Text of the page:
As Hindu men from Brahmin and Kshetriya communities across the country get busy in their Janai Purnima rituals, some Newas of Kathmandu, in addition, prepare to worship and feed frogs as a part of their annual festival, on the full moon day of Shrawan every year. For many, the festival of worshipping frogs sounds bizarre, but the native inhabitants of Kathmandu have been following the ritual for many decades, and even centuries, though there is not any written document about why it is celebrated.
The frogs’ day
The worship of frogs is a part of the rituals they are required to perform in the month of Gun:laa. However, not much has been written about the tradition and those written do not give us much information about its beginning. Perhaps, the only written evidence about this tradition can be found in records kept at Malati Chowk of Bhaktapur that dates back to Nepal Sambat 818 (1689 AD), where it is stated that the people back then offered panchamrit (five elements of elixir/nectar), flowers, kwati, and beans to the frogs.
However, these days, people are also known to offer rice to the frogs even though the frogs do not eat rice by nature. The tradition has been as named ‘byan: jaa nakegu’ (meaning ‘to feed rice to frogs’). But the question, why feed rice to frogs has to no answer. Perhaps, it was because rice was the most significant harvest for farmers in Kathmandu as well as the staple food for them, so that was what they offered.
As to why we celebrate and worships frogs, there are some popular stories that provide us with the reasons. According to Prem Hira Tuladhar, Nepal Bhasa professor at Padma Kanya Campus, one such version suggests that a frog once killed Ghantakarna, a three-legged demon, in Kathmandu. The frog, in another version of the same story, has been believed to be a ‘tantric’ one who saves people from Ghantakarna’s violence. But, none of these stories actually provide details on how the small amphibian killed the giant monster, since when the tradition of feeding and worshipping frogs started, and who the initiators were, she adds.
Given the lack of evidence, however, some scholars of the Newa community have started to question this idea of worshipping frogs. Well-known writer Rukmani Shrestha also presents the same arguments in her article in Nepal Bhasa newspaper Lahana Weekly on July 21 this year.
Moreover, there are some opposing stories within the Newa tradition. In one of these stories, the demon of Ghantakarna has been renamed Sambar Bhairav, one of Lord Shiva’s warriors. There, Ghantakarna has been defined as a protector of the Kathmandu valley, who saves the inhabitants from tantric influences. This story has also been reiterated by Shrestha in her article.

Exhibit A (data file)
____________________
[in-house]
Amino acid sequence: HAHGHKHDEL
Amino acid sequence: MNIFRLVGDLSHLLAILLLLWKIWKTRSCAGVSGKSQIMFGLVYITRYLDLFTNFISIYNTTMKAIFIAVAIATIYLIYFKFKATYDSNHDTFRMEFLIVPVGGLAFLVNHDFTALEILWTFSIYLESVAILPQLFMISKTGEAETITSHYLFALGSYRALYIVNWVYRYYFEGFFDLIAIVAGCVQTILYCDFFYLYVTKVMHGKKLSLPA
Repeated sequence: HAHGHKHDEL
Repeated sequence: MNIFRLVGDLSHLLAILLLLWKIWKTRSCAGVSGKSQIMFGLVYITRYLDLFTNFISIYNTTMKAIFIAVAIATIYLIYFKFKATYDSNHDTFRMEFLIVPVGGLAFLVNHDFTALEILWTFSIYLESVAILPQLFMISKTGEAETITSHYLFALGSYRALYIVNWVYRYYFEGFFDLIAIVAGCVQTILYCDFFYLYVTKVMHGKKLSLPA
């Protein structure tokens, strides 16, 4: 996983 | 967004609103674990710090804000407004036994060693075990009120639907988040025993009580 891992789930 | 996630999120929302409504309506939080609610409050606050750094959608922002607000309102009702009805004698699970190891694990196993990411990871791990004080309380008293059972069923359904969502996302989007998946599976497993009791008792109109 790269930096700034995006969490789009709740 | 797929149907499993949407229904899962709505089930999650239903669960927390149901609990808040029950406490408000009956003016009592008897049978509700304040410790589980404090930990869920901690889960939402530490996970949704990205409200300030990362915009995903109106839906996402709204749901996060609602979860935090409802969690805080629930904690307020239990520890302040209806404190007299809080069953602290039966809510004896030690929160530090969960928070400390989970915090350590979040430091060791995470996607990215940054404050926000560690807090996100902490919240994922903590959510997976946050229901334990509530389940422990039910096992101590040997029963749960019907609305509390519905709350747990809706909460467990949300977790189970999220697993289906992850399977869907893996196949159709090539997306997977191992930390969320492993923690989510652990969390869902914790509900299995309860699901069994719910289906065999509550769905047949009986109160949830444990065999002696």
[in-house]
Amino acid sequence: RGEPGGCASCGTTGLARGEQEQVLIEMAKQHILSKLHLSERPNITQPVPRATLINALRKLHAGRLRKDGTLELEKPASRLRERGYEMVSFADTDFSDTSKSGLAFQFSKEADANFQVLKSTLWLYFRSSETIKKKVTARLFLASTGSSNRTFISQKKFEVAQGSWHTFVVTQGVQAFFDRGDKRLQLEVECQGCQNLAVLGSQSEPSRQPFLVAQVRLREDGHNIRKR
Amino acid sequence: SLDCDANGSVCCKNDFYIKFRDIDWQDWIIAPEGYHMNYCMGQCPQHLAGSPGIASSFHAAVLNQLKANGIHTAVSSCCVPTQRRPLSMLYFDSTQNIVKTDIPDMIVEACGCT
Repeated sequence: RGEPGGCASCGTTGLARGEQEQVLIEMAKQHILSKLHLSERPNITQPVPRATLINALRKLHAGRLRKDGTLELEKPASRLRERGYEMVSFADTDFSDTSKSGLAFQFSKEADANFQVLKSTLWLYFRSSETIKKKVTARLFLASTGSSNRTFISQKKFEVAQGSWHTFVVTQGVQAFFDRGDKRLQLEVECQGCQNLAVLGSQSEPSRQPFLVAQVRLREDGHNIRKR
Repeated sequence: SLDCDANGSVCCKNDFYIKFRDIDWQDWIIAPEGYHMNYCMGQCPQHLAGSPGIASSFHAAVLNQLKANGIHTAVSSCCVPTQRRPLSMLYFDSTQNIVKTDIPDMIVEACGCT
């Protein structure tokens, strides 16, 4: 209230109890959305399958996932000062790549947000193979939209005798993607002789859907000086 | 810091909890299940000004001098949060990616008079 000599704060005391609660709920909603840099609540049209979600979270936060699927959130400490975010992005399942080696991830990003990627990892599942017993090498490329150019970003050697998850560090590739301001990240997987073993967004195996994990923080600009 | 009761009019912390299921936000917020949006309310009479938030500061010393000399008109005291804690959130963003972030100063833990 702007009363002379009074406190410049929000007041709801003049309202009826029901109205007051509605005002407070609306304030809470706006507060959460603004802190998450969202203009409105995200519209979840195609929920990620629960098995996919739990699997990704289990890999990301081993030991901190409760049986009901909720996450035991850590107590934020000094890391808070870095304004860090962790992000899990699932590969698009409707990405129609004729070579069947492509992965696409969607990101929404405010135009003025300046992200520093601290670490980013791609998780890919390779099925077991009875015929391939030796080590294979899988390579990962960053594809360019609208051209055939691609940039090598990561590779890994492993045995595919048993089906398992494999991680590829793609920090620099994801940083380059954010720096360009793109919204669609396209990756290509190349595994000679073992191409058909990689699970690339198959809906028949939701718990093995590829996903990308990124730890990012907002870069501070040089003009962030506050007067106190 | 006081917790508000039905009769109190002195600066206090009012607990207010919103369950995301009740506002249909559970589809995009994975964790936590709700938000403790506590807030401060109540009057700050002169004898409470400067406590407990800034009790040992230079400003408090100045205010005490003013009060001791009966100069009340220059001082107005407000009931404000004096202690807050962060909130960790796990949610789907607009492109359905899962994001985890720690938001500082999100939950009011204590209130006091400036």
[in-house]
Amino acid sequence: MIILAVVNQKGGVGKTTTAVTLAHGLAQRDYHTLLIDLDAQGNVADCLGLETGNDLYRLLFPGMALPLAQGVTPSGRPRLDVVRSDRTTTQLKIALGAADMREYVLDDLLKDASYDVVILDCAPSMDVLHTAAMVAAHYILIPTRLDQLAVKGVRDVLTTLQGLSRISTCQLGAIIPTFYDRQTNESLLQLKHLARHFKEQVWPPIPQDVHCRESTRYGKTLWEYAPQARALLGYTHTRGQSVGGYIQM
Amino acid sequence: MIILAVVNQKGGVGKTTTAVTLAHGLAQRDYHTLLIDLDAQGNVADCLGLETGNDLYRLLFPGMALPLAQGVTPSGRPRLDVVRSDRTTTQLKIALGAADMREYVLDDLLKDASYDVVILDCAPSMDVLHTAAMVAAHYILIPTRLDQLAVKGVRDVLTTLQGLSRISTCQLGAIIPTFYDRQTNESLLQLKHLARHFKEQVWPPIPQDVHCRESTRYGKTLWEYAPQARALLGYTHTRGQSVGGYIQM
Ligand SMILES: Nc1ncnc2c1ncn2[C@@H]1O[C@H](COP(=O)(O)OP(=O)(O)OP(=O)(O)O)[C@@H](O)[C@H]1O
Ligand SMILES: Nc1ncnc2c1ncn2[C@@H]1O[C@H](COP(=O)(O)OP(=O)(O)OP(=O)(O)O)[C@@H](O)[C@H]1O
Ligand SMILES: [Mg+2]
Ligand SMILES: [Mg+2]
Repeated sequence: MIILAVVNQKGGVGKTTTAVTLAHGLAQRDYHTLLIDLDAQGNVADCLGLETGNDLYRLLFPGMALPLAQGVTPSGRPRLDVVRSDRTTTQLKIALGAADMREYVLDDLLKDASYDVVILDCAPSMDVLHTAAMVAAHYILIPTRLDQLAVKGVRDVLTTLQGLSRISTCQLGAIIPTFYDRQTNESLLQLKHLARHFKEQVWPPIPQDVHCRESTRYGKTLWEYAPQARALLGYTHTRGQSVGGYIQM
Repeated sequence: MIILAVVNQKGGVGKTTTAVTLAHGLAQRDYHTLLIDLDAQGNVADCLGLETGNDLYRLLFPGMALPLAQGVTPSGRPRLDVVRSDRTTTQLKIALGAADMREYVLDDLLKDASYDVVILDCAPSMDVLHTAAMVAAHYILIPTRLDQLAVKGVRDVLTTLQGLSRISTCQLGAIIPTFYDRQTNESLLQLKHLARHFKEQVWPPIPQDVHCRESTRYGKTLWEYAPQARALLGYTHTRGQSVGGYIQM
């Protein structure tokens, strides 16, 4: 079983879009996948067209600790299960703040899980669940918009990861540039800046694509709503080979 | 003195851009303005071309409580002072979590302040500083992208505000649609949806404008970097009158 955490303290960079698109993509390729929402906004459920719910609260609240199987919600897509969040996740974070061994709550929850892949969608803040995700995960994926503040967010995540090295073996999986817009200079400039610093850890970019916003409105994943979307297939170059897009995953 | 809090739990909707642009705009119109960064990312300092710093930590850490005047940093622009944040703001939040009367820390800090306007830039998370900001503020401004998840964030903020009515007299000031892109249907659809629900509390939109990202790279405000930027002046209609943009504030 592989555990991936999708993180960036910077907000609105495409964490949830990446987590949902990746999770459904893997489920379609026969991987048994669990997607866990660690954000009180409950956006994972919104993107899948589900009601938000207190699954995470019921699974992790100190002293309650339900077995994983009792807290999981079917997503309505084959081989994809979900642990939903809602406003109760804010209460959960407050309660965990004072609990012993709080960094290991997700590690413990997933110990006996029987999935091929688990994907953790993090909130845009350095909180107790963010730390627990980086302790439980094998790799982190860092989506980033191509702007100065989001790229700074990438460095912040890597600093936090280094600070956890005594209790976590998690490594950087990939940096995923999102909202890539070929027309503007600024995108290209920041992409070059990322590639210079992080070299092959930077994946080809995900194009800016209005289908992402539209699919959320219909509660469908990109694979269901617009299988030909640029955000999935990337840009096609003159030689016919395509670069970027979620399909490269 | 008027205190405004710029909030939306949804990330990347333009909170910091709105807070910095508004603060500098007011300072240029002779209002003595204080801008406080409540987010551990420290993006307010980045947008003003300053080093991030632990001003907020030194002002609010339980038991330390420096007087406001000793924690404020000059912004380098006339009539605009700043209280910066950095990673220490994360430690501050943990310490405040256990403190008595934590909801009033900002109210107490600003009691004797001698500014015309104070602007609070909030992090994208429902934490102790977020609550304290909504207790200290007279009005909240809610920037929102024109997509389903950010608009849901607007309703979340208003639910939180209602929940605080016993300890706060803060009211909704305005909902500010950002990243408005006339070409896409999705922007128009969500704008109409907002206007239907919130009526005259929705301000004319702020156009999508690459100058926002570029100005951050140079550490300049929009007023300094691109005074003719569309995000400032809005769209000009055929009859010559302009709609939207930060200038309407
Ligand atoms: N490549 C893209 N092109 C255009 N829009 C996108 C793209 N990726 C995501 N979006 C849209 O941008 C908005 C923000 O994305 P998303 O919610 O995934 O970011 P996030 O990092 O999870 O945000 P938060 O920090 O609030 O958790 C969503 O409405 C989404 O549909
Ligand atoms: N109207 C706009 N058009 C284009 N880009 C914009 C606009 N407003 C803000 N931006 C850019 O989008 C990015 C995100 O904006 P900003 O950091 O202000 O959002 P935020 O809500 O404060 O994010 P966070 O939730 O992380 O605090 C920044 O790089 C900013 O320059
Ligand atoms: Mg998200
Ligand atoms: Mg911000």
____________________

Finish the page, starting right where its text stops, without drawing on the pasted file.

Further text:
Meanwhile, every year on Chahre (the 14th day of the waning moon of Shrawan), just before the Gun:laa festival commences, Newas put up Ghantakarna’s effigies at every junction or crossroads to remember him. People perform rituals like offering him food. They also put up protective tantric charms in their houses, above the doors, to protect themselves from evil.
It is believed that Ghantakarna had died this day, and people perform all the funeral rites for him. Now the question is: if Ghantakarna was the demon, why would they perform all the rituals like they would for a family member? And, if Ghantakarna is not a demon, why should the frog who killed the demon really be celebrated?
The questions are unanswered, but people continue to feed and worship frogs. Whatever the initial reasons and stories might be, many believe the rituals of feeding and worshipping frogs reminds people of their connection with nature.
The time of the year is when all the farmers have finished sowing their seeds on their farms. And, for the farmers, frogs are an essential asset; by eating the insects that destroy the crops, they contribute to the good harvest for the year. With such a connection, it only sounds reasonable that the farmers are making offers to an animal important for them.
The holy month of Gun:laa
The frog-feeding festival is one among dozens of rituals Newas follow during the Gun:laa month. Gun:laa translates to the ninth month of the Nepal Sambat. This month, people believe they have to eat nine types of beans, wear nine kinds of clothes, visit nine different bahas (courtyards), and vihars (monasteries). Why is ‘nine’ so significant in the ninth month of the year? There is not any clear answer.
Rituals of this month are heavily influenced by Buddhist culture and traditions. There are many Buddhism-influenced countries, but the celebration is unique only to Nepal and Nepali Buddhist followers or priests. Late priest Hemraj Shakya’s article on “Importance of Gun:laa and its traditions” in Lotus Research Centre’s publication Paleswan’s special edition (Volume 6, Issue 7) gives further insight into it.
He has written, that Gun:laa is taken as the month of purity and spirituality, while people dwell in activities that raise consciousness or awareness. They also get involved in donations and promote non-violent or positive thoughts, and even avoid meat, alcohol, and drugs.
In Swayambhu Purana, a Buddhist holy text, there is a story of Lord Manjushree and how he drained the water from the then Kathmandu Valley that was in form of a lake and how the Swayambhu Temple (previously called Syengu in local language) came into existence. People believe the temple came into existence in this month of Gun:laa. Also, this is the time when the various stupas and monasteries were established.
From the archive